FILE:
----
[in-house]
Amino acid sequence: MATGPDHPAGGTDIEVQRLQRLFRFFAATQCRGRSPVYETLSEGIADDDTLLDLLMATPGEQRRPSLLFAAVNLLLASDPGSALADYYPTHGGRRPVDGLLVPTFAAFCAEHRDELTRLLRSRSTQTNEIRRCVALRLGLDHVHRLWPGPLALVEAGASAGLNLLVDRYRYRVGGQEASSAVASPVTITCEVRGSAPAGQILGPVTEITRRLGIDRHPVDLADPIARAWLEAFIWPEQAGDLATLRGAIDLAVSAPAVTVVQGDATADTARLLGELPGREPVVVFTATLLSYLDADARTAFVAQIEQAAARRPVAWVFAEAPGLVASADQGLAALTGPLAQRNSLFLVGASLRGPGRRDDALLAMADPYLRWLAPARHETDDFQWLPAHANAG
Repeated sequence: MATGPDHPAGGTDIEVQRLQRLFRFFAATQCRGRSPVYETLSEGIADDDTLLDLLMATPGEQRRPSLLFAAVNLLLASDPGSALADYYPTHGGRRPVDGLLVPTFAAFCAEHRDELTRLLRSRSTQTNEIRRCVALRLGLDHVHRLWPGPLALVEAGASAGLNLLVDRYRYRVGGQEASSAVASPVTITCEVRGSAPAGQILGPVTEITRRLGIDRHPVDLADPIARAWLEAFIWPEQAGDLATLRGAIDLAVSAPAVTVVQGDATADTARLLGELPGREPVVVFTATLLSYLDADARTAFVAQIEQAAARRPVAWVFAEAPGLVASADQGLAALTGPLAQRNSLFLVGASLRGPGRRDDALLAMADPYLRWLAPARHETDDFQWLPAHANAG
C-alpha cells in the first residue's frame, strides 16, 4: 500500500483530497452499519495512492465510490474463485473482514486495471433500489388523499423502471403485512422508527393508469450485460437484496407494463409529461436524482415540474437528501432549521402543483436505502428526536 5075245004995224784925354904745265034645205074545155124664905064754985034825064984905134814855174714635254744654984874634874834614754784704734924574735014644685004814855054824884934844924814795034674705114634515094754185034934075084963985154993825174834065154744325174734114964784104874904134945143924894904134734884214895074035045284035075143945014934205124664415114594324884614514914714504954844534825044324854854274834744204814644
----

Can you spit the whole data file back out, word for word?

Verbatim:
[in-house]
Amino acid sequence: MATGPDHPAGGTDIEVQRLQRLFRFFAATQCRGRSPVYETLSEGIADDDTLLDLLMATPGEQRRPSLLFAAVNLLLASDPGSALADYYPTHGGRRPVDGLLVPTFAAFCAEHRDELTRLLRSRSTQTNEIRRCVALRLGLDHVHRLWPGPLALVEAGASAGLNLLVDRYRYRVGGQEASSAVASPVTITCEVRGSAPAGQILGPVTEITRRLGIDRHPVDLADPIARAWLEAFIWPEQAGDLATLRGAIDLAVSAPAVTVVQGDATADTARLLGELPGREPVVVFTATLLSYLDADARTAFVAQIEQAAARRPVAWVFAEAPGLVASADQGLAALTGPLAQRNSLFLVGASLRGPGRRDDALLAMADPYLRWLAPARHETDDFQWLPAHANAG
Repeated sequence: MATGPDHPAGGTDIEVQRLQRLFRFFAATQCRGRSPVYETLSEGIADDDTLLDLLMATPGEQRRPSLLFAAVNLLLASDPGSALADYYPTHGGRRPVDGLLVPTFAAFCAEHRDELTRLLRSRSTQTNEIRRCVALRLGLDHVHRLWPGPLALVEAGASAGLNLLVDRYRYRVGGQEASSAVASPVTITCEVRGSAPAGQILGPVTEITRRLGIDRHPVDLADPIARAWLEAFIWPEQAGDLATLRGAIDLAVSAPAVTVVQGDATADTARLLGELPGREPVVVFTATLLSYLDADARTAFVAQIEQAAARRPVAWVFAEAPGLVASADQGLAALTGPLAQRNSLFLVGASLRGPGRRDDALLAMADPYLRWLAPARHETDDFQWLPAHANAG
C-alpha cells in the first residue's frame, strides 16, 4: 500500500483530497452499519495512492465510490474463485473482514486495471433500489388523499423502471403485512422508527393508469450485460437484496407494463409529461436524482415540474437528501432549521402543483436505502428526536 5075245004995224784925354904745265034645205074545155124664905064754985034825064984905134814855174714635254744654984874634874834614754784704734924574735014644685004814855054824884934844924814795034674705114634515094754185034934075084963985154993825174834065154744325174734114964784104874904134945143924894904134734884214895074035045284035075143945014934205124664415114594324884614514914714504954844534825044324854854274834744204814644